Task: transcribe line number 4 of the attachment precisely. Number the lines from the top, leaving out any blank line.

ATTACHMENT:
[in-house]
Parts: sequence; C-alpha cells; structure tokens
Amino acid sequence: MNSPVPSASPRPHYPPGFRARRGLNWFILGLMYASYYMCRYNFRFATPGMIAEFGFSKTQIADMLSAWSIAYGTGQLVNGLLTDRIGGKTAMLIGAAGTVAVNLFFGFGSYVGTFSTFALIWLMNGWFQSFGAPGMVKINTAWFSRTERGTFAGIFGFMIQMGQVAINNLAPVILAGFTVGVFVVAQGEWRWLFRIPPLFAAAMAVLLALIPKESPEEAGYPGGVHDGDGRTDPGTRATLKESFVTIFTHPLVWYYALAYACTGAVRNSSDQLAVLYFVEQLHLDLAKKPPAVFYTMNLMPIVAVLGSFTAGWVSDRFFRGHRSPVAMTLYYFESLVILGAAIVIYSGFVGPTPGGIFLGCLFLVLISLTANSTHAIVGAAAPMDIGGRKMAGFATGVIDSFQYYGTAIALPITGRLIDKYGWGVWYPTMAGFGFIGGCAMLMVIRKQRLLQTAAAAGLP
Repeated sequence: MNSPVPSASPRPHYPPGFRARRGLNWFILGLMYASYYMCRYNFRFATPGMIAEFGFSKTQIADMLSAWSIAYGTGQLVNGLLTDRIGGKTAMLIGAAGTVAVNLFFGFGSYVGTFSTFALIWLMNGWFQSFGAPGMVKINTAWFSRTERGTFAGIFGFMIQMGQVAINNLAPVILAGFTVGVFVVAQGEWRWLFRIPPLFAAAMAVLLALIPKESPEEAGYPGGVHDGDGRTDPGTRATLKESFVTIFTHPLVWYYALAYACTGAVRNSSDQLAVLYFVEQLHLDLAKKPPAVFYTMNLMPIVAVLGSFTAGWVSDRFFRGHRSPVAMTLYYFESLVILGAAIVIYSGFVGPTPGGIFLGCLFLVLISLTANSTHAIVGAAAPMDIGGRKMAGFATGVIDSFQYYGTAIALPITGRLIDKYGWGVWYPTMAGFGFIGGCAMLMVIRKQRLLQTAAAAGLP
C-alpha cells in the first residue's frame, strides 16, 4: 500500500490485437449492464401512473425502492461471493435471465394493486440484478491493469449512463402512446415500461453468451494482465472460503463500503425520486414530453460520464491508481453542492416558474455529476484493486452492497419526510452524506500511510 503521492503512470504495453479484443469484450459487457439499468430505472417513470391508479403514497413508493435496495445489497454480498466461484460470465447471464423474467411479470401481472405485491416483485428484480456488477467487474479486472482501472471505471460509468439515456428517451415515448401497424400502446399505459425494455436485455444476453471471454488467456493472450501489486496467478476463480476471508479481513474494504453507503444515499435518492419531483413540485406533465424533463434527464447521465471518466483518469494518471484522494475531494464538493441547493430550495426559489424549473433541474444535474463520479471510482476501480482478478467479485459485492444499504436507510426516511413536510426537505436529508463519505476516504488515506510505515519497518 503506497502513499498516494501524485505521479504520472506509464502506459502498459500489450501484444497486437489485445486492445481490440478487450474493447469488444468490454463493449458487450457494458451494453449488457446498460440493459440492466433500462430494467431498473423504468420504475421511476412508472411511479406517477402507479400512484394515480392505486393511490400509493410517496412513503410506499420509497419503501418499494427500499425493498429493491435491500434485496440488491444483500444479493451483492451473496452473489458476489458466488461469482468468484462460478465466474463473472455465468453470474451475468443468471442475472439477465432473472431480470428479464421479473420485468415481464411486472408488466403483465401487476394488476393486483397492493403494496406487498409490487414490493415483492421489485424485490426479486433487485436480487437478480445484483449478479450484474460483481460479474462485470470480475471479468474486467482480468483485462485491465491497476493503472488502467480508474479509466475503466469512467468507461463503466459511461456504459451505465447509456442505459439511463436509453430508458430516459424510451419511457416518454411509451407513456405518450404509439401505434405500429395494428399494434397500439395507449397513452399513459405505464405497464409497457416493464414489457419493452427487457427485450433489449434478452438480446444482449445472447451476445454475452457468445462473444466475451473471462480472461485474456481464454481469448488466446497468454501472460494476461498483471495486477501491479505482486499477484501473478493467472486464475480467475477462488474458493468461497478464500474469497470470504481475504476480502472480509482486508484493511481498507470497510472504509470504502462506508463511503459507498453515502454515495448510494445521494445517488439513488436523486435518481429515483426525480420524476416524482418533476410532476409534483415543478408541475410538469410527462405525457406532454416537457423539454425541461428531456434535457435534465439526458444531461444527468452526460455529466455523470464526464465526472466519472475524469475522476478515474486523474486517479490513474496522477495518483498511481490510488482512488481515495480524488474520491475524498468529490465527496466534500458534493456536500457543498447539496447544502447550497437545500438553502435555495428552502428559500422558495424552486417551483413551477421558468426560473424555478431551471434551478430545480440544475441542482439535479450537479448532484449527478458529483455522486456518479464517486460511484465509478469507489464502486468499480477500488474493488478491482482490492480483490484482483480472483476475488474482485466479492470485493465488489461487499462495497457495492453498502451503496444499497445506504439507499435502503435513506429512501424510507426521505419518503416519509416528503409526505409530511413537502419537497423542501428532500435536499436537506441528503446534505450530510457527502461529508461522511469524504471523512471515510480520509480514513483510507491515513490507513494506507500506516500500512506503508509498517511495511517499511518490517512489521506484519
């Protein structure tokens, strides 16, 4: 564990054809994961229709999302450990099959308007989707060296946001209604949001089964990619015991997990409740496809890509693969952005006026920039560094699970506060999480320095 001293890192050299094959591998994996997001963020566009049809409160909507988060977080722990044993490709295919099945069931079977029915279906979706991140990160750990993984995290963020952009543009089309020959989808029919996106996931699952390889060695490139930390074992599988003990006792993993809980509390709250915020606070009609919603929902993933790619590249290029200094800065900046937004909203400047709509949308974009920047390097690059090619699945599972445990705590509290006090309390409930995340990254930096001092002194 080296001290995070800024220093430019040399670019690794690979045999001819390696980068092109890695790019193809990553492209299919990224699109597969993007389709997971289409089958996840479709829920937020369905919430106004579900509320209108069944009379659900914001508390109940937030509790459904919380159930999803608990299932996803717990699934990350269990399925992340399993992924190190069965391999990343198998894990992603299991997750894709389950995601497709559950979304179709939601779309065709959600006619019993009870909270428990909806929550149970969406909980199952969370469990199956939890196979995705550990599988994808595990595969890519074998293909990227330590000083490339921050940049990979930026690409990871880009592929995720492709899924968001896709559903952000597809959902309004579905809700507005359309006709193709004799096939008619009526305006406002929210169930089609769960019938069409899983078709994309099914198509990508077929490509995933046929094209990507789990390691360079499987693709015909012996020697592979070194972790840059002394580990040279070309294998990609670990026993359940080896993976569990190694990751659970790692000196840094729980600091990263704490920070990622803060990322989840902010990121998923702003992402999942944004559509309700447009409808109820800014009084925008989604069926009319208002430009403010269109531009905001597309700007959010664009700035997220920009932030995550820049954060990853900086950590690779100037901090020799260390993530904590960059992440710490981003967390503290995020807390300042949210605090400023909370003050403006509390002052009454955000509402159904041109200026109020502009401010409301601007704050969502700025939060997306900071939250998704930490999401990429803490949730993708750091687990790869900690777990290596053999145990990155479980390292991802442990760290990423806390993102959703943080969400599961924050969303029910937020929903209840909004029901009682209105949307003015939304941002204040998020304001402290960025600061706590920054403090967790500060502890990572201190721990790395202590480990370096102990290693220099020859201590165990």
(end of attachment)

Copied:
Repeated sequence: MNSPVPSASPRPHYPPGFRARRGLNWFILGLMYASYYMCRYNFRFATPGMIAEFGFSKTQIADMLSAWSIAYGTGQLVNGLLTDRIGGKTAMLIGAAGTVAVNLFFGFGSYVGTFSTFALIWLMNGWFQSFGAPGMVKINTAWFSRTERGTFAGIFGFMIQMGQVAINNLAPVILAGFTVGVFVVAQGEWRWLFRIPPLFAAAMAVLLALIPKESPEEAGYPGGVHDGDGRTDPGTRATLKESFVTIFTHPLVWYYALAYACTGAVRNSSDQLAVLYFVEQLHLDLAKKPPAVFYTMNLMPIVAVLGSFTAGWVSDRFFRGHRSPVAMTLYYFESLVILGAAIVIYSGFVGPTPGGIFLGCLFLVLISLTANSTHAIVGAAAPMDIGGRKMAGFATGVIDSFQYYGTAIALPITGRLIDKYGWGVWYPTMAGFGFIGGCAMLMVIRKQRLLQTAAAAGLP